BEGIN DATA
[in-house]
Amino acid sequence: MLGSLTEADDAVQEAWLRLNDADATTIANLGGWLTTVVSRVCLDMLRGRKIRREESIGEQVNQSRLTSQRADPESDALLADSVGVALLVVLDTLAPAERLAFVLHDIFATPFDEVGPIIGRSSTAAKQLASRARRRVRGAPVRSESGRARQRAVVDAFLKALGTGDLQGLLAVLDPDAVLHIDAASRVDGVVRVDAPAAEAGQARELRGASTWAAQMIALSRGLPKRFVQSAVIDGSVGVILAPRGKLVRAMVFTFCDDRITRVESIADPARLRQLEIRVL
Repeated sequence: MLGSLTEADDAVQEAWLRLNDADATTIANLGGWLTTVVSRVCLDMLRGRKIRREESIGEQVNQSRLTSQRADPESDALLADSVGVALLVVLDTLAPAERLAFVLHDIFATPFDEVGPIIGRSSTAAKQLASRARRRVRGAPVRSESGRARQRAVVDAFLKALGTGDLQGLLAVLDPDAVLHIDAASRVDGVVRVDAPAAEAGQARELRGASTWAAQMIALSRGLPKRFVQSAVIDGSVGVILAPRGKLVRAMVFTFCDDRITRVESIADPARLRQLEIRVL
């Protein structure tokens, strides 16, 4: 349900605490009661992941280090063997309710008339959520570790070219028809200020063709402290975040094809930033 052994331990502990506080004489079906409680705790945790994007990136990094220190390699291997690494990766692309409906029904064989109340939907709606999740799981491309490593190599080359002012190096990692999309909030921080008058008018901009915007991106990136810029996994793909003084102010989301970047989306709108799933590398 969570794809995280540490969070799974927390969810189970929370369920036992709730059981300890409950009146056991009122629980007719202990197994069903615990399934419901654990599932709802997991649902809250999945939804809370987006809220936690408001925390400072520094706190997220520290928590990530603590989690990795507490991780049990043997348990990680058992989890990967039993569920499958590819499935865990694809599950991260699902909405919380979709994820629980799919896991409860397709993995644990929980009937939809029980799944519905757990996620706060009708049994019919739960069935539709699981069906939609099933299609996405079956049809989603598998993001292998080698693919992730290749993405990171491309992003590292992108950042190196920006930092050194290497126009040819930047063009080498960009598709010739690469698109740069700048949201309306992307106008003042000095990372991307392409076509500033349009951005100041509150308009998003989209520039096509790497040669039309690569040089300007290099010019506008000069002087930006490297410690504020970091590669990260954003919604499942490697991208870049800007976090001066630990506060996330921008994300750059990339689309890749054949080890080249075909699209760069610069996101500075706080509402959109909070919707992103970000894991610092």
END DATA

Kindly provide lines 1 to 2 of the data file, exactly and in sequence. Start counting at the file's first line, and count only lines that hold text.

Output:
[in-house]
Amino acid sequence: MLGSLTEADDAVQEAWLRLNDADATTIANLGGWLTTVVSRVCLDMLRGRKIRREESIGEQVNQSRLTSQRADPESDALLADSVGVALLVVLDTLAPAERLAFVLHDIFATPFDEVGPIIGRSSTAAKQLASRARRRVRGAPVRSESGRARQRAVVDAFLKALGTGDLQGLLAVLDPDAVLHIDAASRVDGVVRVDAPAAEAGQARELRGASTWAAQMIALSRGLPKRFVQSAVIDGSVGVILAPRGKLVRAMVFTFCDDRITRVESIADPARLRQLEIRVL